Nevertheless, some human jobs are bound to be eliminated by robots, says Alexander Kowalski, assistant professor of human resource studies at Cornell University's School of Industrial and Labor Relations. But he predicts robots will likely have a bigger impact on job quality than on quantity.
"It's quite possible to use robots to make work better, both for the business and for the employees," Kowalski says, "but we need to be aware of the promises and the challenges that employees will encounter when they have to work with machines."
For business leaders, that means thinking through what legal issues might arise. When deploying robots in a workplace, employers should be mindful of the physical safety of human beings, says Robert Quackenboss, a partner at law firm Hunton Andrews Kurth LLP and leader of its Labor and Employment Emerging Technology Practice Group.
Leaders also need to pay attention to any union or collective bargaining agreements, as some may have specific provisions applying to automation. In addition, Quackenboss notes that the same anti-discrimination laws that apply to humans could also affect the deployment of robots. "If there is a position open for a person to work with a robot, for example, is that position accessible to persons with disabilities?" he asks.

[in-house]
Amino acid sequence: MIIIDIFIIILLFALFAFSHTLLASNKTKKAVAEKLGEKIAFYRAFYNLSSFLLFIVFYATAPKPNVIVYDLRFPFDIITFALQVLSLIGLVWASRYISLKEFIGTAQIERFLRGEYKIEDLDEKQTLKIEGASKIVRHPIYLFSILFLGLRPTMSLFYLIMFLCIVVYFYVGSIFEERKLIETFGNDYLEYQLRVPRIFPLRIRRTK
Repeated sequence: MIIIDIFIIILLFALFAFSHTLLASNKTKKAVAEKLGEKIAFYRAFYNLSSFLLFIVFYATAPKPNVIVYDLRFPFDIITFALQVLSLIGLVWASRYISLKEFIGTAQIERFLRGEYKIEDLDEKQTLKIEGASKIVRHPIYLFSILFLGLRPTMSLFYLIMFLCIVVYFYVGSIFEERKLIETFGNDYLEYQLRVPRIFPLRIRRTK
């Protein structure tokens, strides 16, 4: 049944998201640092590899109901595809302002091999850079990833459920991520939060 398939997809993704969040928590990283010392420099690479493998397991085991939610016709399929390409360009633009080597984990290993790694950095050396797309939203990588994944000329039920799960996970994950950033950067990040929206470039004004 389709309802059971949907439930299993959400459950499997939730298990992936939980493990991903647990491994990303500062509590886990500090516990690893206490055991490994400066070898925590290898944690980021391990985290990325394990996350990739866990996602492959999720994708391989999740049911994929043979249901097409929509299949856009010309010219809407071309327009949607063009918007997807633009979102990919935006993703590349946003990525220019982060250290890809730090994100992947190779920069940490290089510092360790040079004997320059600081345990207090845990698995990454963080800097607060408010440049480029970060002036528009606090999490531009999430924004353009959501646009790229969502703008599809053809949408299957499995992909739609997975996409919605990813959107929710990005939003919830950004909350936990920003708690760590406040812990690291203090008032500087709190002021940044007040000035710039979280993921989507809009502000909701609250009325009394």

Some robotics products designed for collaboration with humans might use biometrics—human characteristics such as fingerprints, retinal scans, and voice and facial recognition. Employers need to make sure they comply with a number of laws, many at the state level, that specifically cover the collection and use of such biometric data, Quackenboss says.
The introduction of robots can "deskill" a job, leaving workers with little chance for career enrichment or advancement, experts say. Employers should pay more attention to this phenomenon and come up with ways to address it, says Matt Beane, assistant professor in the Technology Management Program at the University of California, Santa Barbara. Automation can save time and money while increasing efficiency, but business leaders typically pay the most attention to the financial benefits. "Automation can get you profit right away," Beane says. "In principle, that's a good thing— your company is more valuable. But is there a way to do that that minimizes collateral damage to folks in frontline jobs or turns it into opportunity for them?"
Beane notes there are several ways to create opportunity. One might be to ask automation and robotics vendors to help upskill or reskill employees. Another might be to learn from watching what employees are doing.